November 18, 2007


To finish up the Summer Triangle, today I will talk about the constellation Aquila the Eagle. The most common Greek mythology associated with this constellation is that eagle is a servant of Zeus (or in some cases, represents Zeus himself), sent down to the Earth to fetch the mortal Ganymede, a handsome young man who served as the water bearer for Mount Olympus. Ganymede is now represented by the constellation Aquila is swooping towards, Aquarius.

Altair is the brightest star in Aquila, and it is flanked closely by a bright star on either side. At this time of year, if you are looking sort of Northwest so that the Northern Cross of Cygnus is upright, then Altair is beneath it. Below and to the left (south) of Altair is Alshain, the neck of the Eagle. Above and to the right (north) is Tarazed, from the Persian title for this constellation, Shahin tara zed, which translates to the star-striking falcon (from Allan's book).

These three stars together span about five degrees in a rough line and are called the Family of Aquila. In the Chinese story, Alshain and Tarazed are the two children of the Herd-Boy (Altair) and the Weaving-Girl (Vega) who are separated by the Milky Way river. Altair is about 16 light years away and so one of the closer stars to us. It is about 10 times more luminous than our Sun and is noted for its extremely rapid rotation (how we know this is a story for another time). It rotates so quickly (once every 6.5 hours compared to our own Sun, which takes a month!) that we speculate is is very flattened, with its equatorial diameter double that of its polar diameter.

With the Family of Aquila forming a short line that points SW to NE in the evening sky during the Fall, you can follow a line Southeast along the body of the eagle, which brings you do Delta Aquilae, also called Deneb Okab, which translates to tail of the eagle. Following that line further Southeast leads you to Lambda Aquilae, the outstretched claws of the eagle. Going a little further than that leads to the spectacular Scutum Star Cloud, which contains Messier objects M11 and M26. More about that another time when I talk about Scutum.

Almost exactly one full moon diameter due South of Lambda is the spectcular planetary nebula NGC 6751, which resembles a glowing eye. If you follow the line formed by the Family of Aquila toward the Southwest, you run into Theta Aquilae, a bright spectroscopic binary about 300 light years distant. If instead you go more due South, you run into Eta Aquilae, the third brightest Cepheid variable in the sky, behind Polaris and the prototype: Delta Cephei itself. This star has a very precise light curve period just over seven days, during which time its magnitude varies from 4.5 to a maximum of 3.7 (remember, the magnitude scale goes backwards).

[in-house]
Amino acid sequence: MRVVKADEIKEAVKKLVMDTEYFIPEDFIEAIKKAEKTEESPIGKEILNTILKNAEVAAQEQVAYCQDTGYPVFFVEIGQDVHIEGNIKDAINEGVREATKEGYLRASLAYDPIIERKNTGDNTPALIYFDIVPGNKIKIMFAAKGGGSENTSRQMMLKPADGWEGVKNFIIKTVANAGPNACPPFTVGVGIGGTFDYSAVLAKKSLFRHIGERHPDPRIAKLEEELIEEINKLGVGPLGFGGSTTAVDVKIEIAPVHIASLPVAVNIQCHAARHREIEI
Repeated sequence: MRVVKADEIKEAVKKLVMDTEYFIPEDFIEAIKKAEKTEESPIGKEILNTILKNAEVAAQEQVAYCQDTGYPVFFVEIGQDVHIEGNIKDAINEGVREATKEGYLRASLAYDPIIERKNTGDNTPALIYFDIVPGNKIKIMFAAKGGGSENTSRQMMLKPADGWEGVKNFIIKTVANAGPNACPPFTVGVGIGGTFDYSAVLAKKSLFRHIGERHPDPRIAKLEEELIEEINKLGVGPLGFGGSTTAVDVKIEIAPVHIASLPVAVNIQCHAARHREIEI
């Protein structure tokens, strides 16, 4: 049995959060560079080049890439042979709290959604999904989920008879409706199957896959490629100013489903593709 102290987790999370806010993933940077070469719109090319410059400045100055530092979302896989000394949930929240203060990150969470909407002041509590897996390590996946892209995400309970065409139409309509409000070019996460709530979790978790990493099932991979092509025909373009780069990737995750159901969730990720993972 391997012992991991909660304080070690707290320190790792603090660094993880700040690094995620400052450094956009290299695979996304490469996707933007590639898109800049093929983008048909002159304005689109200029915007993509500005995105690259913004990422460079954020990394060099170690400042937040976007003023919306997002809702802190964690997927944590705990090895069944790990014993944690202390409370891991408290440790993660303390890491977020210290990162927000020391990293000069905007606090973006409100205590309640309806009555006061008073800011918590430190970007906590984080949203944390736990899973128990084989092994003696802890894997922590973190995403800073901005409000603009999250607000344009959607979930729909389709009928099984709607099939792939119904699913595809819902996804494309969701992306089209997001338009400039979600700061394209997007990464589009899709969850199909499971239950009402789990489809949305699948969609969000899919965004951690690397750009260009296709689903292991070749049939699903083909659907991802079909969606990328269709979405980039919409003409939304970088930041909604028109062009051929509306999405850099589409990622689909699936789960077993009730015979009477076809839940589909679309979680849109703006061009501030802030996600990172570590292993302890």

Above and to the right of Deneb Okab by about five degrees is NGC 6781, a very nice planetary nebula similar to the Ring Nebula (M57) in Lyra. Also nearby, about 1.5 degrees to the right (a little North of West) of Tarazed is the very neat dark nebula known as the E nebula, or B142 and B143, one of the few dark nebula visible through a small telescope silhouetted against the background of thousands of faint stars. The B designation comes from a catalog of nebulae compiled by Edward Barnard around 1900.

Just scanning a small telescope over the body of this constellation, which lies across the band of the Milky Way, will lead you over many bright nebula and star clouds. This region between Sagittarius and Cygnus is one of the best in the sky for such telescopic free ranging.

Aquila is also the home of the most brilliant nova explosion in recorded history, Nova Aquilae 1918. The object was first noted by Barnard and another (later famous) comet-hunter and variable star observer by the name of Leslie Peltier (as usual, lots of really interesting information found from Burnham). This nova brightened suddenly and for a few days was the brightest star in Aquila. This was likely a white dwarf companion to a massive star, and when too much matter had been transferred from the massive star to the white dwarf, it ignited explosively on the surface.

In the 20th century, five novae reached a brightness of 1st magnitude in our sky like this, the most recent in 1942. Who knows when we will see another?

Posted by Observer at November 18, 2007 08:38 AM

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